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The Edge of Heaven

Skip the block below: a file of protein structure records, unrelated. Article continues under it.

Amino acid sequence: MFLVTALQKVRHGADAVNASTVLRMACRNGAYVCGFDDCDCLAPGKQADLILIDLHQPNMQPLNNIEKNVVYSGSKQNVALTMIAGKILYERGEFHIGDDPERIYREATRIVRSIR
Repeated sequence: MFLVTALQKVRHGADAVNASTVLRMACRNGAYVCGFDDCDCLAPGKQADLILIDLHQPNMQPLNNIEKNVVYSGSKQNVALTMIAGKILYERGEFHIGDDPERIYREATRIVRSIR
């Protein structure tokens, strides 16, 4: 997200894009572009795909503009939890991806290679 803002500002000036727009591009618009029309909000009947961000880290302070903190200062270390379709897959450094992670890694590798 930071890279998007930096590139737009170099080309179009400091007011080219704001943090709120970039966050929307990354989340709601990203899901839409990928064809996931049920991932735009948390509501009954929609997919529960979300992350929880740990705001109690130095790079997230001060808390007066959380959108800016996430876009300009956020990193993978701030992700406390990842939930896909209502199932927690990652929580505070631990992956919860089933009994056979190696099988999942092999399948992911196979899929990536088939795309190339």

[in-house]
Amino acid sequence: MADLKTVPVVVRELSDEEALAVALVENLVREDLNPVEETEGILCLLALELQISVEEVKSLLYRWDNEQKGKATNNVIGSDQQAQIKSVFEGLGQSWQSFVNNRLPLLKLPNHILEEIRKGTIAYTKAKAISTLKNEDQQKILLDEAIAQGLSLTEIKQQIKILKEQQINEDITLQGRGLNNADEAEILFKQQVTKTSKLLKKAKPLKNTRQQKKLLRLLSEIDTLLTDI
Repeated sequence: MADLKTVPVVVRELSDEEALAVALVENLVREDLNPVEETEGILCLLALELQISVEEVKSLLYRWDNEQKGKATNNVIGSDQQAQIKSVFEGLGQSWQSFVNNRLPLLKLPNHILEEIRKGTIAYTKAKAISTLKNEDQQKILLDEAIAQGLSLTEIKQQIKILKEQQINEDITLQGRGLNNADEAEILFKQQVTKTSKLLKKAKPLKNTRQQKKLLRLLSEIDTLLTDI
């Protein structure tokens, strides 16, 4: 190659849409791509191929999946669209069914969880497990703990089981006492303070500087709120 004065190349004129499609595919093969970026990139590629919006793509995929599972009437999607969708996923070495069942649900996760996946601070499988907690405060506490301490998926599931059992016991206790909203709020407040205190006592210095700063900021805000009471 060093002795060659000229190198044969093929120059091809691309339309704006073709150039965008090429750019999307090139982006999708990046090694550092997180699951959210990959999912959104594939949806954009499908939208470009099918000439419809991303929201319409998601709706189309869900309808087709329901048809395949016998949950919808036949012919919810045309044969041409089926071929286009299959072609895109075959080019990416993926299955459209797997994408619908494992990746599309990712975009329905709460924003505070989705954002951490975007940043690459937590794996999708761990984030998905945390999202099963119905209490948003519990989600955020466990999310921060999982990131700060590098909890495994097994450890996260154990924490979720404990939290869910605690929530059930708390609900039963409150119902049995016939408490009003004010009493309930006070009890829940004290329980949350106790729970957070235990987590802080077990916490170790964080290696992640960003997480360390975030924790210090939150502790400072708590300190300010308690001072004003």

Fatih Akin's The Edge of Heaven wears current events on its sleeve, feeling out the state of German-Turkish relations as the former Ottomans clean house for membership in the European Union and the demographic earthquake of 70 million Muslims waits at Europe's door. Examining a Europe whose increasingly porous borders have drastically undermined a longstanding homogeneity is very much at the center of excellent recent work by such divergent sensibilities as Austria's Ulrich Seidl (Import/Export) and Britain's Shane Meadows (Somers Town). Both of those films still await a proper U.S. release, even as writer-director Akin's pseudo provocations secure him a distribution deal. The Edge of Heaven offers a Dickensian network of happenstance, intertwining six characters of different ages, nationalities and castes. Three parent-child sets fracture, then reconcile or recombine. This expression of growth through trauma mostly involves actors hugging and making wistful "older and wiser" expressions while looking into the middle distance. If the united Europe aspires to compete with the United States globally, this is good news — it has its own Paul Haggis.— Nick Pinkerton

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